After that emotional scene where we see the father-son relationship start to crack, we flashback to 1938 as Sunja (Minha Kim) searches for her husband after being betrayed and arrested. Sunja is blindsided by the double life that Isak (Steve Sang-Hyun Noh) is living as a pastor and an underground political leader who is getting involved with the Communist movement. Unfortunately for Isak, his family, and the movement, there are spies everywhere as the world gears up for war (and the Koreans will inevitably be scapegoated). The consequences of his actions will have dire ramifications as they ricochet his family in a new direction.
We then return back to the present day for a very emotional encounter between Solomon and Hana on her deathbed. As Hana comes full circle with her past and the life she’s led, she asks Solomon to promise that he will take care of her mother as she reveals that she squandered her life and everything she had, and she doesn’t want the same thing to happen to Solomon. Through tears, he apologizes for leaving her behind when he was sent to America and for always playing by their rules as the perfect son. She tells him to stop feeling sorry for himself and grab it all — just the impetus he needs to defy his father and “get into bed with the devil,” sending his life off into a new trajectory.
But he has one more trick up his sleeve as he gives Hana her dream of “going to Hawaii” before she succumbs to her illness in a heartbreaking scene. After Hana’s death, as Solomon tries to process it all, Sunja gives him the pocket watch once given to her by Hansu (he stayed in the background of her and his son’s life), saying that she once thought that it was a curse but came to realize that it had saved her family time and time again and hopefully it would save him too.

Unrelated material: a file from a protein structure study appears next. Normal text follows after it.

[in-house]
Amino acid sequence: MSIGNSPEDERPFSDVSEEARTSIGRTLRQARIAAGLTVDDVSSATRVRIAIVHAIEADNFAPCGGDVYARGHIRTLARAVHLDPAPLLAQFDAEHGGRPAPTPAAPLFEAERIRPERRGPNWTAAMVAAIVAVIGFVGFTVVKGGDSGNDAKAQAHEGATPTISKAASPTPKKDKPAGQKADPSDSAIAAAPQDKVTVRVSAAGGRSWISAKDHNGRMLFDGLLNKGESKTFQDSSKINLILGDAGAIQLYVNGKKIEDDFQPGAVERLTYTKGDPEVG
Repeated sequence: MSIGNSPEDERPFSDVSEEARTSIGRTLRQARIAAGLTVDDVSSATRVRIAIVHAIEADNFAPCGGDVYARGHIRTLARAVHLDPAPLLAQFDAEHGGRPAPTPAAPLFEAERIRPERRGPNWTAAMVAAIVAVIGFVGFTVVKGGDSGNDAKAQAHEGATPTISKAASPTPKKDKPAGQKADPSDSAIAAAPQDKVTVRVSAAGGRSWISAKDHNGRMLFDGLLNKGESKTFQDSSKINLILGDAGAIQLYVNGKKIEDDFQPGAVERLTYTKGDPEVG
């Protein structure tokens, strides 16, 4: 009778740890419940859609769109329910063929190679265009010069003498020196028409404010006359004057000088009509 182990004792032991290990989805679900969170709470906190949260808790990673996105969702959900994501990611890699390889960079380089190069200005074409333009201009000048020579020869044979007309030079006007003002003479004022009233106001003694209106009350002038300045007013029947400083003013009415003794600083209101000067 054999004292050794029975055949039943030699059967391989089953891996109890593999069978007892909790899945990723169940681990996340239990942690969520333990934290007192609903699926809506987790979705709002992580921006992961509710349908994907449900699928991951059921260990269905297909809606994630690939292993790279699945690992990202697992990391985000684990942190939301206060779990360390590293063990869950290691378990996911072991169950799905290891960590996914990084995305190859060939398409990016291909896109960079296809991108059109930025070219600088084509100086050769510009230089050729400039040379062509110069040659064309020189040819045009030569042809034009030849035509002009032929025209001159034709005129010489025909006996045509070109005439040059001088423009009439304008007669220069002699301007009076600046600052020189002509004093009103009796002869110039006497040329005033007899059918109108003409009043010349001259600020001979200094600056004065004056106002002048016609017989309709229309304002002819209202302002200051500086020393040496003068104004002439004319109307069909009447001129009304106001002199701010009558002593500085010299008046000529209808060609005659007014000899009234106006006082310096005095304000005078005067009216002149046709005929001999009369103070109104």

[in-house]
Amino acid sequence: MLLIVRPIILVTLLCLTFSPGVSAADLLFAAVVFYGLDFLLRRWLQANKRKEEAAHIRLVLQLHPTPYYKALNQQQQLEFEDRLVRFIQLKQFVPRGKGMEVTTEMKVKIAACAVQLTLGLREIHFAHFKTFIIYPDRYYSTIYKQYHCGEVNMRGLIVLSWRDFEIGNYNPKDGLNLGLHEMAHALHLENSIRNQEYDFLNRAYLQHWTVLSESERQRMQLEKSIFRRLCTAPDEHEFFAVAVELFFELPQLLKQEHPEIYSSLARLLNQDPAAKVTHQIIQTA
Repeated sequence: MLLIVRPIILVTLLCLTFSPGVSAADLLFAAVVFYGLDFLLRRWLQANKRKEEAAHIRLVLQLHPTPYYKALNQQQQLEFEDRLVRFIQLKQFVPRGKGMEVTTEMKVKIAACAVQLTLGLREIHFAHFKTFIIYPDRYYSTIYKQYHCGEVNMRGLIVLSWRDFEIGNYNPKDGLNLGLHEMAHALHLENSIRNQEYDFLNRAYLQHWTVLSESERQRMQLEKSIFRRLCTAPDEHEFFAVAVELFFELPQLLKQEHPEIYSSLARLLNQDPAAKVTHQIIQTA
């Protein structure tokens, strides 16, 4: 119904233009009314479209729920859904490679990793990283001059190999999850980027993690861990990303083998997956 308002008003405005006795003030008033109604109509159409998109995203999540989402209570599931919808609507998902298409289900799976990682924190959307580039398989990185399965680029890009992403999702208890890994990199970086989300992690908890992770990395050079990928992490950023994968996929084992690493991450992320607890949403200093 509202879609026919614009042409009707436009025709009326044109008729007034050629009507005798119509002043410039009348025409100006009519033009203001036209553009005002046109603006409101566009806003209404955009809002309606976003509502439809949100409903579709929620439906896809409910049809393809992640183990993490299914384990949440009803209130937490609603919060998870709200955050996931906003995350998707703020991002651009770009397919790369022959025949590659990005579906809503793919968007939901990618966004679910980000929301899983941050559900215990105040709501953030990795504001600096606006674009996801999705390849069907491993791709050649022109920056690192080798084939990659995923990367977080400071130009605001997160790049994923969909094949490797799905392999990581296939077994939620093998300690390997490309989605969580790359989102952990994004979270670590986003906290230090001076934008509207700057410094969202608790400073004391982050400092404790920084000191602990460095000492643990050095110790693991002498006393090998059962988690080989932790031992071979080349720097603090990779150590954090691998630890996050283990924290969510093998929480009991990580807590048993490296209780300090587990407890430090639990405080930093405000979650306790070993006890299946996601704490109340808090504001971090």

“Chapter Eight” was another solid episode. Although this episode was filled with struggle and tragedy, it really draws you in. The acting was terrific — Park, who plays the young Noa, was a scene-stealer holding his own amongst the adults. Minha Kim has given a star-turning performance throughout this season, fully embodying the grit and determination of the young Sunja. In eight episodes, we’ve been transported back through time through impeccable set design, costume design, and attention to detail (and the title credits song is forever stuck in my head). And the history lesson weaved throughout the season really made this historical drama series one to watch.
I really appreciated how, after the episode ended, there was a mini-documentary from January 2021. Some of the women who had stories just like Sunja spoke — it was inspiring and heartwarming. It tied it all together — although this may be a fictional story, it was the amalgamation of the countless women and families who endured. After seven episodes, you really connect with Sunja and her family throughout the generations. It is a family saga that you can relate to, especially to those of immigrant backgrounds. It’s a familiar story. It is a story of survival, love, and hope. It’s a story of a family enduring, even though the direst of situations, and never losing hope that things will be much better for the generations after you. It’s no wonder that PACHINKO was just recently greenlit for a second season. We were left wanting more and can’t wait to see what lies ahead for the Baek family in the years to come.